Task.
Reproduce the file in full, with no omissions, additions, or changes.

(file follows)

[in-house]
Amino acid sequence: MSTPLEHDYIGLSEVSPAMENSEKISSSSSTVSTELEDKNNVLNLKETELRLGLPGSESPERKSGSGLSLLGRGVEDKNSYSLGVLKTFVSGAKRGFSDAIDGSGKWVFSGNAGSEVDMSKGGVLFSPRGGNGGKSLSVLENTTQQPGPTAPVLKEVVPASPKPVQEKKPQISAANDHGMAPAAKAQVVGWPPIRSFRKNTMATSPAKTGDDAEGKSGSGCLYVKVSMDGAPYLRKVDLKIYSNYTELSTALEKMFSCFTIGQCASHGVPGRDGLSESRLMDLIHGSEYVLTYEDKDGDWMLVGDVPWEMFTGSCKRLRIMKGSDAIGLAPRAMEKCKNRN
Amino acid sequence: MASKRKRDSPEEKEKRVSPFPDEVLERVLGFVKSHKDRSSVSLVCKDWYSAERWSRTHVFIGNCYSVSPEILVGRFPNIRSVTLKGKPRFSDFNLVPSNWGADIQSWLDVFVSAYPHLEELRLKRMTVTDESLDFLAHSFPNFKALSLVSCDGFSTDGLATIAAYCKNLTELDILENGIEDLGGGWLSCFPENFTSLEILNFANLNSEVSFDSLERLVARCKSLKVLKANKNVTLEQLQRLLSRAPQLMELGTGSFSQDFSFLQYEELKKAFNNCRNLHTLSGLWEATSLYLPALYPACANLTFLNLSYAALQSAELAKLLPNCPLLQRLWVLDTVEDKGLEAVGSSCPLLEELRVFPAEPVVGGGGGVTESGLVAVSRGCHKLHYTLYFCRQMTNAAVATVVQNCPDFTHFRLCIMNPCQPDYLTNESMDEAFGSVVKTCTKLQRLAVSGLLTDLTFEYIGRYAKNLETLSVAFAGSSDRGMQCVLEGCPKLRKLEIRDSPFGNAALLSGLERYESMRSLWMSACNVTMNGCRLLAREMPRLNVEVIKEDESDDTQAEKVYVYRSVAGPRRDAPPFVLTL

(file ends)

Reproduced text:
[in-house]
Amino acid sequence: MSTPLEHDYIGLSEVSPAMENSEKISSSSSTVSTELEDKNNVLNLKETELRLGLPGSESPERKSGSGLSLLGRGVEDKNSYSLGVLKTFVSGAKRGFSDAIDGSGKWVFSGNAGSEVDMSKGGVLFSPRGGNGGKSLSVLENTTQQPGPTAPVLKEVVPASPKPVQEKKPQISAANDHGMAPAAKAQVVGWPPIRSFRKNTMATSPAKTGDDAEGKSGSGCLYVKVSMDGAPYLRKVDLKIYSNYTELSTALEKMFSCFTIGQCASHGVPGRDGLSESRLMDLIHGSEYVLTYEDKDGDWMLVGDVPWEMFTGSCKRLRIMKGSDAIGLAPRAMEKCKNRN
Amino acid sequence: MASKRKRDSPEEKEKRVSPFPDEVLERVLGFVKSHKDRSSVSLVCKDWYSAERWSRTHVFIGNCYSVSPEILVGRFPNIRSVTLKGKPRFSDFNLVPSNWGADIQSWLDVFVSAYPHLEELRLKRMTVTDESLDFLAHSFPNFKALSLVSCDGFSTDGLATIAAYCKNLTELDILENGIEDLGGGWLSCFPENFTSLEILNFANLNSEVSFDSLERLVARCKSLKVLKANKNVTLEQLQRLLSRAPQLMELGTGSFSQDFSFLQYEELKKAFNNCRNLHTLSGLWEATSLYLPALYPACANLTFLNLSYAALQSAELAKLLPNCPLLQRLWVLDTVEDKGLEAVGSSCPLLEELRVFPAEPVVGGGGGVTESGLVAVSRGCHKLHYTLYFCRQMTNAAVATVVQNCPDFTHFRLCIMNPCQPDYLTNESMDEAFGSVVKTCTKLQRLAVSGLLTDLTFEYIGRYAKNLETLSVAFAGSSDRGMQCVLEGCPKLRKLEIRDSPFGNAALLSGLERYESMRSLWMSACNVTMNGCRLLAREMPRLNVEVIKEDESDDTQAEKVYVYRSVAGPRRDAPPFVLTL